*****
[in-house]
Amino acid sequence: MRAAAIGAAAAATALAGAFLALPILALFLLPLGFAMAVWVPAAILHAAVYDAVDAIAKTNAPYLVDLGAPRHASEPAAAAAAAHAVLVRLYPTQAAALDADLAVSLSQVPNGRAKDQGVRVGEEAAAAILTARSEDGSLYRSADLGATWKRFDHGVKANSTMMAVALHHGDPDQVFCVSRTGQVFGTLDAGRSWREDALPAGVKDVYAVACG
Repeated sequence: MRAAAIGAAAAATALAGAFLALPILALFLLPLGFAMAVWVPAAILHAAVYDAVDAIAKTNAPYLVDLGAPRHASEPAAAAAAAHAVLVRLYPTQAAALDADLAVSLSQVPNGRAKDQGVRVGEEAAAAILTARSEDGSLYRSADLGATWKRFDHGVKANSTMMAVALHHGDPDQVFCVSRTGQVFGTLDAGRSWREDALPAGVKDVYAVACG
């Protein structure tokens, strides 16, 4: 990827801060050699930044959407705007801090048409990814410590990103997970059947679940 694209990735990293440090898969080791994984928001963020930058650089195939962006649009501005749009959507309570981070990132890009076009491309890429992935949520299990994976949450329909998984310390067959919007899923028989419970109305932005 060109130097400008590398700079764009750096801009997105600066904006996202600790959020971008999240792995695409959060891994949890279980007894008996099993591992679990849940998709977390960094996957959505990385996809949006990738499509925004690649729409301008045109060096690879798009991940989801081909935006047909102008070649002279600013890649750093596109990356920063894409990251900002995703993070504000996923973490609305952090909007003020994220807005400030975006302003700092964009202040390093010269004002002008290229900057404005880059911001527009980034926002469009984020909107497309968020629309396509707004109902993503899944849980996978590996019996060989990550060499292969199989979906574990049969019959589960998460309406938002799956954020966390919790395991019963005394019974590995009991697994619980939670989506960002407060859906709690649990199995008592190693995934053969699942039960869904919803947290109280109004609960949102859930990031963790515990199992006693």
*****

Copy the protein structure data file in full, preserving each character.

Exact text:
[in-house]
Amino acid sequence: MRAAAIGAAAAATALAGAFLALPILALFLLPLGFAMAVWVPAAILHAAVYDAVDAIAKTNAPYLVDLGAPRHASEPAAAAAAAHAVLVRLYPTQAAALDADLAVSLSQVPNGRAKDQGVRVGEEAAAAILTARSEDGSLYRSADLGATWKRFDHGVKANSTMMAVALHHGDPDQVFCVSRTGQVFGTLDAGRSWREDALPAGVKDVYAVACG
Repeated sequence: MRAAAIGAAAAATALAGAFLALPILALFLLPLGFAMAVWVPAAILHAAVYDAVDAIAKTNAPYLVDLGAPRHASEPAAAAAAAHAVLVRLYPTQAAALDADLAVSLSQVPNGRAKDQGVRVGEEAAAAILTARSEDGSLYRSADLGATWKRFDHGVKANSTMMAVALHHGDPDQVFCVSRTGQVFGTLDAGRSWREDALPAGVKDVYAVACG
């Protein structure tokens, strides 16, 4: 990827801060050699930044959407705007801090048409990814410590990103997970059947679940 694209990735990293440090898969080791994984928001963020930058650089195939962006649009501005749009959507309570981070990132890009076009491309890429992935949520299990994976949450329909998984310390067959919007899923028989419970109305932005 060109130097400008590398700079764009750096801009997105600066904006996202600790959020971008999240792995695409959060891994949890279980007894008996099993591992679990849940998709977390960094996957959505990385996809949006990738499509925004690649729409301008045109060096690879798009991940989801081909935006047909102008070649002279600013890649750093596109990356920063894409990251900002995703993070504000996923973490609305952090909007003020994220807005400030975006302003700092964009202040390093010269004002002008290229900057404005880059911001527009980034926002469009984020909107497309968020629309396509707004109902993503899944849980996978590996019996060989990550060499292969199989979906574990049969019959589960998460309406938002799956954020966390919790395991019963005394019974590995009991697994619980939670989506960002407060859906709690649990199995008592190693995934053969699942039960869904919803947290109280109004609960949102859930990031963790515990199992006693």